I happened to be working on my book the other week and hit a stalemate. Nothing was working. What was wrong? I decided I was bored with my main character. She’s a saucy thing, and I felt she’d become dull and lifeless – much like my attempts at baking. Distressed, I walked away from the book for a bit so I could analyze the problem. At two 0′clock that next morning it hit me.
My MC was reacting to everything, and not proacting. What I mean by this is that she was reacting to situations going on around her rather than making something happen. I told her under no uncertain terms that if she was going to maintain Big Kahuna status, then she needed to be proactive. Ever the tart, she told me to get off my lower forty and write her that way. Wench.
But she’s right, of course. I do need to pull her out of her reactive role and allow her to do what she does best – take charge. Whether she’s observing her surroundings or involved in a big scene, she needs to be the proactive, driving force behind it. The minute I allow her to lose her star status, the story drags, and she becomes part of the background…definitely not her style.
Mind you, I’m not talking about my MC being the absolute star of every scene, but writing her so that she’s the focal point – even if she’s being quietly proactive. What I mean by that is that she’s still actively involved in the scene even though the current focus is somewhere else. For example, I need to describe the exotic settings because it’s integral to the story – and I need the reader to see it through her eyes.
It’s frightfully easy to fall into the trap of tell vs. show, as in:
She saw the jungle unfold around her, revealing a vast array of greens and yellows that she never knew existed. She walked past giant flowers and leaves.
It’s ok, but a whole diet of “she saw” is dull and lifeless because she’s not proactive in the scene. She’s taking a backseat to the setting. So I rewrote it, using dialog, in order to make her proactive – and more in control of the scene:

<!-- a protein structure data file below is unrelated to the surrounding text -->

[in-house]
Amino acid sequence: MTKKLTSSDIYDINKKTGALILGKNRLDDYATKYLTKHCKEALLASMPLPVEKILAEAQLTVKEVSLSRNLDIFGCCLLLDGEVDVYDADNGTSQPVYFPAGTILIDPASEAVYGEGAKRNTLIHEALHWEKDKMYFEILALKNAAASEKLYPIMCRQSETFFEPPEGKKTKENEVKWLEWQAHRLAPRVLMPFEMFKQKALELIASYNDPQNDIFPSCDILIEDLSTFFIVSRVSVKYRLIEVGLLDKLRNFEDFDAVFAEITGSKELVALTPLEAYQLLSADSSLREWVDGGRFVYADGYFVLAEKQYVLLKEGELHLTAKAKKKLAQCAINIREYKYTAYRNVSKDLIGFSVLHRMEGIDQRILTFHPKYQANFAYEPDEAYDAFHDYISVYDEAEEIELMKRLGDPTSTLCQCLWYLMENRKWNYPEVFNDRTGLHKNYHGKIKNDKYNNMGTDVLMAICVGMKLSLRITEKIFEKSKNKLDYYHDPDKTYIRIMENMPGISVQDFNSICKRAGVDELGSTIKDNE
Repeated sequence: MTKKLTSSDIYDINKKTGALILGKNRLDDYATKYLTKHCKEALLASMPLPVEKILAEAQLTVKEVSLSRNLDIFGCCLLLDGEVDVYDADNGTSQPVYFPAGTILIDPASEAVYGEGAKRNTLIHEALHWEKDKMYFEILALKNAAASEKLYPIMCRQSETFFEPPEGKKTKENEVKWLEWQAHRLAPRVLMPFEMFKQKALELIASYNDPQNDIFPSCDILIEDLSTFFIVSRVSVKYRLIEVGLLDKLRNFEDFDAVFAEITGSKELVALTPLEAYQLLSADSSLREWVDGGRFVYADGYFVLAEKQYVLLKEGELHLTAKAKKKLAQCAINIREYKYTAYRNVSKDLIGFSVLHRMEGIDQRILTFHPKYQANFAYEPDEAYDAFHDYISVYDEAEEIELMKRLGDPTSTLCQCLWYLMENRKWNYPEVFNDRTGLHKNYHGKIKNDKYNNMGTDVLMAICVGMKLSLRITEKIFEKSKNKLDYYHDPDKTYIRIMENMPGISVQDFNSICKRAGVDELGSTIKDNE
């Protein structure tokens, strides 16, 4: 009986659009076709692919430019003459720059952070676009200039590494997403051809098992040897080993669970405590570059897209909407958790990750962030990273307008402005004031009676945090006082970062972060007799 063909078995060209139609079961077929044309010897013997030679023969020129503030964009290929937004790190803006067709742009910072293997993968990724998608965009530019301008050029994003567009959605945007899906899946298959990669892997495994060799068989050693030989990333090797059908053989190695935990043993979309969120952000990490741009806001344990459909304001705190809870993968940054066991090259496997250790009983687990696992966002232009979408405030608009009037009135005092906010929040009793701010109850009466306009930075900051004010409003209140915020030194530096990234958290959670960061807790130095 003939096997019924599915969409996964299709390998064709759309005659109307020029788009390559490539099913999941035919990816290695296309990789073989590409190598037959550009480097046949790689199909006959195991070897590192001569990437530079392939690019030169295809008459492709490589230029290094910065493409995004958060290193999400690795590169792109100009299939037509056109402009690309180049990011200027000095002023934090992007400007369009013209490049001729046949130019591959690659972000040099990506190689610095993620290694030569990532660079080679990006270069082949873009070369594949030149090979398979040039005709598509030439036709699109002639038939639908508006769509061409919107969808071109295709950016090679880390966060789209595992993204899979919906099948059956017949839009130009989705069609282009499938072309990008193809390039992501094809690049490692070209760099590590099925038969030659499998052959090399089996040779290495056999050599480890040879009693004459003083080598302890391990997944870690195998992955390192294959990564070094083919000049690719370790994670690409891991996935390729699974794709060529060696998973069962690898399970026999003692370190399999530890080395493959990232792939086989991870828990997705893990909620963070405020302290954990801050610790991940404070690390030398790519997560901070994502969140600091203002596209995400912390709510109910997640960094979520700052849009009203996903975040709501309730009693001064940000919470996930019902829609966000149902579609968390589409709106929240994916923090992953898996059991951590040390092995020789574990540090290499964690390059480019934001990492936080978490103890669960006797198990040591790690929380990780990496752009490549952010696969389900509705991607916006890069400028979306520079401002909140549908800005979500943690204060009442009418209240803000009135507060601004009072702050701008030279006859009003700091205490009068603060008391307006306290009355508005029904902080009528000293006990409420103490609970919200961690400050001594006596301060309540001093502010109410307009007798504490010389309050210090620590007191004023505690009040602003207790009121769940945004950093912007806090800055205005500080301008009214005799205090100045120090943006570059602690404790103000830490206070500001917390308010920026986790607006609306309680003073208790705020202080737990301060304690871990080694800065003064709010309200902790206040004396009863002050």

Stepping into the clearing, the jungle unfolded around her, revealing a brilliant pallet of colors. She sucked in an unconscious breath. “Whoa. So this is what Picasso’s paintings would have looked like if he was on crack.” She fingered a flower whose deep red hues shimmered when it touched the sun’s rays. “I’ve never seen colors like this. They’re so vibrant, my eyes hurt. Tell me this isn’t poisonous, ok?”
And this is a bit of what I’ve noticed in submissions. The character is described as having wonderful qualities in the query letter, but upon reading pages, I notice how they invariably get lost within a scene.
If a writer isn’t paying attention, plot twists or scenes can take over and shove the MC against the wall. This puts them into the observer role. It’s one thing to observe a setting or situation and be a wallflower, and quite another to actively observe. And our characters do need to observe all kinds of things. How they do it is what turns them into reactive or proactive.
An effective way to keep your character proactive is through dialog or inner dialog because you’re keeping them front and center. The reader stays in their head, and this gives the character automatic control over the scene, no matter how big it is. And it also adds dimension to your character.
Remember, the current story is taking place because something happened “offscreen” that initiated your character’s involvement, so those main characters are the vehicle that propel the plot. They gotta be proactive. It’s the difference between enjoying a book and tossing it against the wall.